See the annotated image below.

The board takes AC power in, and feeds it to two relays (plus an empty spot where a 3rd relay could go). On the other side, it has two connections labeled AC1 and AC2. AC1 feeds to the relays, and AC2 is connected directly to several other headers all called COM.

I am curious about the unusual solder patterns. AC1 starts with heavy solder and gets progressively thinner with each relay. As you can see, the connection to Relay A is stripy. What does the stripy pattern do? Does it have a name?

The AC2 <=> COM connections have their own stripy pattern. It's a little harder to see in the picture, but it has a bunch of long, 45º stripes running between all the headers. They're more continuous than the ones to Relay A, looking more like a "grill".

What is up with these traces?

A bit more detail: This board is one of 3 found in a 240V space heater, so it's 240V between AC1 and AC2. Most of this board is simply converting down to 5V for a microcontroller (found on another PCB). The relays actually control other relays found on the 3rd PCB, where the heating coils are connected.

Annotated image of PCB with funky traces


1 Answer 1


Some engineers like to add extra solder to high-current traces, to increase the trace's cross-sectional area; people argue about whether this has any significant effect, given solder's substantially worse conductivity than copper. (I'm on the side of "just go for 2-ounce copper instead", personally.)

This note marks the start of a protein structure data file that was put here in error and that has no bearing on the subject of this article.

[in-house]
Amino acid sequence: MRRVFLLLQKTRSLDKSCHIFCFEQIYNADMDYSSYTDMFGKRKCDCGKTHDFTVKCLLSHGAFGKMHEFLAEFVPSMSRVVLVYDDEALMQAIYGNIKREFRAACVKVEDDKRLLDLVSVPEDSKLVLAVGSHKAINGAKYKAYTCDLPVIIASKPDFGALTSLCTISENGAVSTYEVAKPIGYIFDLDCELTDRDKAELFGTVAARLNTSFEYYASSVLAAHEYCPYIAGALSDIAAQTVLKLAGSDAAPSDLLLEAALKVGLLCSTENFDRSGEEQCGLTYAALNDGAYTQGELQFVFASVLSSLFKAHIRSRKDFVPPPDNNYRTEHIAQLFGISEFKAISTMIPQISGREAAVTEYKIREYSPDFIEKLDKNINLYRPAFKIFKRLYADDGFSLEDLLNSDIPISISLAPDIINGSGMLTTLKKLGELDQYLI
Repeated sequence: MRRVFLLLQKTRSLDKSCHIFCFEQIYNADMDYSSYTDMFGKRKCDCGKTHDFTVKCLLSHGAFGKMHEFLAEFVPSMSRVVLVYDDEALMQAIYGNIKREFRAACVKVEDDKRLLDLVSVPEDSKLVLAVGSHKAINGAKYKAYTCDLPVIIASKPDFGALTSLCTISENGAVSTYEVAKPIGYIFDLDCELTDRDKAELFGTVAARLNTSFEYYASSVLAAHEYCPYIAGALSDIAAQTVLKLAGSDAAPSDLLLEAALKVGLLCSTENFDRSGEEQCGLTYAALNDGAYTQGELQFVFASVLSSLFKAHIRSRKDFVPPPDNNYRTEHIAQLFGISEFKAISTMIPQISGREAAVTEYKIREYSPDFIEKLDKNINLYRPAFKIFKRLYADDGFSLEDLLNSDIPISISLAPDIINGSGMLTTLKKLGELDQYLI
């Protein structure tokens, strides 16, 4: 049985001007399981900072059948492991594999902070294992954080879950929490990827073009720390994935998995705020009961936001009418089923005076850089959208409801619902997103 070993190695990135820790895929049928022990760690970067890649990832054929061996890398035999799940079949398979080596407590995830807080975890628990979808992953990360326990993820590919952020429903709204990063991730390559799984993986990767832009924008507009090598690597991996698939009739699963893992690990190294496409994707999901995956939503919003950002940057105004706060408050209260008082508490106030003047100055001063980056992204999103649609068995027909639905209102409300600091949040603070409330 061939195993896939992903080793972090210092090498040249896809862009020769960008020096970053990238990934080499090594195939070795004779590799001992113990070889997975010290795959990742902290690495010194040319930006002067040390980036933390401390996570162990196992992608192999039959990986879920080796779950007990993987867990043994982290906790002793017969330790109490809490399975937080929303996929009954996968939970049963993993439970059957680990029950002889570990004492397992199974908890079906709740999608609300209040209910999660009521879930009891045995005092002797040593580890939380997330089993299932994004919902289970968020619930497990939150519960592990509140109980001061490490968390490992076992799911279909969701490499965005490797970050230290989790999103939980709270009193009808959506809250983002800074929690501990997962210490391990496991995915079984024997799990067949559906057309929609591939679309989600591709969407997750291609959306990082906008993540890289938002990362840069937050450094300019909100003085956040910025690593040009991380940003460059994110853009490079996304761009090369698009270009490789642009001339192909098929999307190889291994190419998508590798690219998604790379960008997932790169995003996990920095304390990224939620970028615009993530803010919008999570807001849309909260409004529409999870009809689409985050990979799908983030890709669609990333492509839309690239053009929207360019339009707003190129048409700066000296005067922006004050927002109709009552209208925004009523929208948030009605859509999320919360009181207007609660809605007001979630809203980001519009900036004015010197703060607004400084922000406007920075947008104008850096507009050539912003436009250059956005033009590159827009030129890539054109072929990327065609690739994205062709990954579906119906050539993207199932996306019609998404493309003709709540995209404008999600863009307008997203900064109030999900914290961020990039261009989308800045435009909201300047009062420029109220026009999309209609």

That's what's been done here. By leaving areas of soldermask open, large amounts of solder from the HASL finish and/or wave-soldering processes are left on these high-current traces. The reason for the stepped design going to the relays is presumably because some of the current will divert through each relay, meaning the traces after that point will never need to carry as much current as those before it.

It appears that additional solder was placed on the right side of the relay trace, beyond what HASL or wave soldering would leave. Presumably, this was done by printing extra solder paste on that part of the board when the surface-mount components were reflowed.

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    \$\begingroup\$ Glue is visible on some components; this was certainly a single-pass wave soldered assembly. No amount of paste would melt that tall, or stay in place; that blob must've been added by hand. \$\endgroup\$ Dec 19, 2023 at 5:19

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